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Feeding my flock, confused and concerned.

Discussion in 'Feeding & Watering Your Flock' started by IslandCrow, Jan 14, 2012.

  1. IslandCrow

    IslandCrow Chirping

    Jan 14, 2012
    Spanish Wells, Bahamas.
    Ok so, my flock consists of 12 hens and one year old rooster at the moment feeding them corn, bread, mixed grains ect. I want more eggs though they're all laying occasionally but i think it'd be good to start them on layer for a bit but i am concerned for my rooster because I dont wanna starve him of good protein so how do I go about doing this? Thanks in advance!

  2. Our roosters do just fine on layer feed. I don't know if yours are free range but they will find any extra protein they need, if you let them. If you are really worried then feed him some extra sunflower seeds or peanuts by hand because those are full of protein.
  3. centrarchid

    centrarchid Free Ranging

    Sep 19, 2009
    Holts Summit, Missouri

    If birds not free ranged diet you describe is inadequate.
  4. IslandCrow

    IslandCrow Chirping

    Jan 14, 2012
    Spanish Wells, Bahamas.
    Sorry I guess I wasn't specific enough, My birds aren't really free ranged they have a 150 by 100 run built onto my coop this is my first year of owning chickens ever so just trying to get the best for my birds the peanuts and sunflower seeds sound like a great idea thanks! As to feed being inadequate what else should go into their diet?
  5. Something that might be something to think about, is that chickens are technically omnivores... So if you have meat for dinner, save some scraps for them, cut them up and make sure they are cooked (or they will go insane), and they will be much happier. If you want to keep them on a vegetarian diet then they need to get fish oil, or some other non vegetable oil. Chickens will eat just about anything, so whatever you have for left overs you can feed them, or anything left over from food preparation they will eat as well. Make sure that you de-worm them periodically, we use diatomaceous earth and put that in their food and that gets the job done, it is completely natural and safe.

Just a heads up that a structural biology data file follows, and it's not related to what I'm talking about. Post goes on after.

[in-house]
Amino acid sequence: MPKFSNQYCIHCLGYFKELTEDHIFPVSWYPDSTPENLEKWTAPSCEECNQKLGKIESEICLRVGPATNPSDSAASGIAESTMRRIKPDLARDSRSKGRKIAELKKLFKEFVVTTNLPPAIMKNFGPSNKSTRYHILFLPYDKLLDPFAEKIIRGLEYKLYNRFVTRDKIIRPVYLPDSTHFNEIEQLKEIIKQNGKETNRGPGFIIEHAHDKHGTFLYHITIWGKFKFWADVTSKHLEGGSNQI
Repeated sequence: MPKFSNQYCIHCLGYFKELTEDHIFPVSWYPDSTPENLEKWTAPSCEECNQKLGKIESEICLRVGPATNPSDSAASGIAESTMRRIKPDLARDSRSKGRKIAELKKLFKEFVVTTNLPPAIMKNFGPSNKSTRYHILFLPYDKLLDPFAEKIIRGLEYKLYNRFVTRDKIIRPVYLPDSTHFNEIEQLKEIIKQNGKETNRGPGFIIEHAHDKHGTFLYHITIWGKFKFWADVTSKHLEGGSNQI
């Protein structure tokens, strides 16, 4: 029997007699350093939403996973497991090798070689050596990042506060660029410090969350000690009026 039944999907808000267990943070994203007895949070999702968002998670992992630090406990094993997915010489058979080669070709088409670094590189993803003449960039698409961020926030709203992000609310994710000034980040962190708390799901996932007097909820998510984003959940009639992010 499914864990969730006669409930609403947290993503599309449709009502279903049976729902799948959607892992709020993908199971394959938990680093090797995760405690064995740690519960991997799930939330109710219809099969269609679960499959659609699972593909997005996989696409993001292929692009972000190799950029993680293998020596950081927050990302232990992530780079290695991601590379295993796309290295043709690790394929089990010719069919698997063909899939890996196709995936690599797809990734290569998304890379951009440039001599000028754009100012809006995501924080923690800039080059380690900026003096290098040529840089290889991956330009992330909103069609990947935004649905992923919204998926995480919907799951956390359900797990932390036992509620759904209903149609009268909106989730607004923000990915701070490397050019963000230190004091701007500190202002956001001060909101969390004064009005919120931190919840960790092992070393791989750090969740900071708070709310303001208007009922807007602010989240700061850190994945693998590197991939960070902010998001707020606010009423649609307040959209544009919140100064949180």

6. IslandCrow

    IslandCrow Chirping

    Jan 14, 2012
    Spanish Wells, Bahamas.
    Alrighty thanks much, that should work out real well seeing all the leftovers we have anyway, as for de-worming I just did that this week so they should be good for a few months. So I guess ima start my hens on layer feed and switch it up for them every couple days with leftovers and maybe scramble them a few eggs now and then.
  7. elmo

    elmo Songster

    May 23, 2009
    If you want more eggs as well as healthy chickens, feed your flock layer feed. It won't hurt the rooster, and it will provide the hens the calcium and other nutrients they need to produce eggs while maintaining their own health.

  8. gryeyes

    gryeyes Covered in Pet Hair & Feathers

    I use an "all flock" feed, actually called "All Flock" by Nutrena. For the layers, I just put out free choice crushed oyster shell in a big dog dish. They'll take what they need. I have birds of all ages, lots of roosters in the flock, ducks and geese. They do range freely over my property - about 2/3rds of an acre - but I have feed for them 24/7.

    Plus they get treats.... usually dry oatmeal, a cabbage hung from a shepherd's hook, BOSS (Black Oil Sunflower Seeds), occasionally shredded mozzarella cheese. Salad left-overs. Sometimes grapes.
    2 people like this.
  9. Oregon Blues

    Oregon Blues Crowing

    Apr 14, 2011
    Central Oregon
    [[[[.......corn, bread, mixed grains ect. ........... layer for a bit but i am concerned for my rooster because I dont wanna starve him of good protein.....]]]]]

    Since corn, bread, and mixed grains are all too low on protein, I fail to see how feeding your rooster layer feed will starve him of good protein. It sounds like he is starved for good protein right now.
  10. ChickenCanoe

    ChickenCanoe Free Ranging

    Nov 23, 2010
    St. Louis, MO

    Layer feed is usually 16 or 17 % protein. Bread and corn are about 10%. Bread really doesn't provide much that they need and is probably too high in salt.
    The only concern for the rooster is the added calcium from the layer but most people don't report any issues so I wouldn't worry about it.
    All things considered, the best production will come from a diet that is entirely layer feed. Other things in total should be less than 10% of the total intake if you want to get them back on a laying track.

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